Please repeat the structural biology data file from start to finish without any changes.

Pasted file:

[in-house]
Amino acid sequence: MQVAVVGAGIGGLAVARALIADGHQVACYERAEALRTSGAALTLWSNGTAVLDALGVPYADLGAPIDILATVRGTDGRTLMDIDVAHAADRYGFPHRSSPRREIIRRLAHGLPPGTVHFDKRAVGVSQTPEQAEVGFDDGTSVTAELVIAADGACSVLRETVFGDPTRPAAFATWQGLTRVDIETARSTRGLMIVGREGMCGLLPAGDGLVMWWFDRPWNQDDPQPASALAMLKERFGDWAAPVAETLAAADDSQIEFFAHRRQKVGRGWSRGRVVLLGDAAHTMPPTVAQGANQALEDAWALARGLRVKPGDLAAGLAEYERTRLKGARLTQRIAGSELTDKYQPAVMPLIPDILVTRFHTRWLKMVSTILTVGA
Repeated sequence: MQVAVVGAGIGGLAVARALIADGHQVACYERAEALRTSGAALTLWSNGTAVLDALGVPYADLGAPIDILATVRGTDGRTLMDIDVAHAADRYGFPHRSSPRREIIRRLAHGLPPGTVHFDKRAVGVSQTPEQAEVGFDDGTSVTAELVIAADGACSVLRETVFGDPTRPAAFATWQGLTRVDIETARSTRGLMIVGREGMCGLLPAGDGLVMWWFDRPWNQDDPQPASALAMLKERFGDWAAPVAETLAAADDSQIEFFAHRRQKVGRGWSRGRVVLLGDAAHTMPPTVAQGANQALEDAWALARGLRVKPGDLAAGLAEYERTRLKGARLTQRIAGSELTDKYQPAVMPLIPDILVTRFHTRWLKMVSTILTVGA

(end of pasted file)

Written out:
[in-house]
Amino acid sequence: MQVAVVGAGIGGLAVARALIADGHQVACYERAEALRTSGAALTLWSNGTAVLDALGVPYADLGAPIDILATVRGTDGRTLMDIDVAHAADRYGFPHRSSPRREIIRRLAHGLPPGTVHFDKRAVGVSQTPEQAEVGFDDGTSVTAELVIAADGACSVLRETVFGDPTRPAAFATWQGLTRVDIETARSTRGLMIVGREGMCGLLPAGDGLVMWWFDRPWNQDDPQPASALAMLKERFGDWAAPVAETLAAADDSQIEFFAHRRQKVGRGWSRGRVVLLGDAAHTMPPTVAQGANQALEDAWALARGLRVKPGDLAAGLAEYERTRLKGARLTQRIAGSELTDKYQPAVMPLIPDILVTRFHTRWLKMVSTILTVGA
Repeated sequence: MQVAVVGAGIGGLAVARALIADGHQVACYERAEALRTSGAALTLWSNGTAVLDALGVPYADLGAPIDILATVRGTDGRTLMDIDVAHAADRYGFPHRSSPRREIIRRLAHGLPPGTVHFDKRAVGVSQTPEQAEVGFDDGTSVTAELVIAADGACSVLRETVFGDPTRPAAFATWQGLTRVDIETARSTRGLMIVGREGMCGLLPAGDGLVMWWFDRPWNQDDPQPASALAMLKERFGDWAAPVAETLAAADDSQIEFFAHRRQKVGRGWSRGRVVLLGDAAHTMPPTVAQGANQALEDAWALARGLRVKPGDLAAGLAEYERTRLKGARLTQRIAGSELTDKYQPAVMPLIPDILVTRFHTRWLKMVSTILTVGA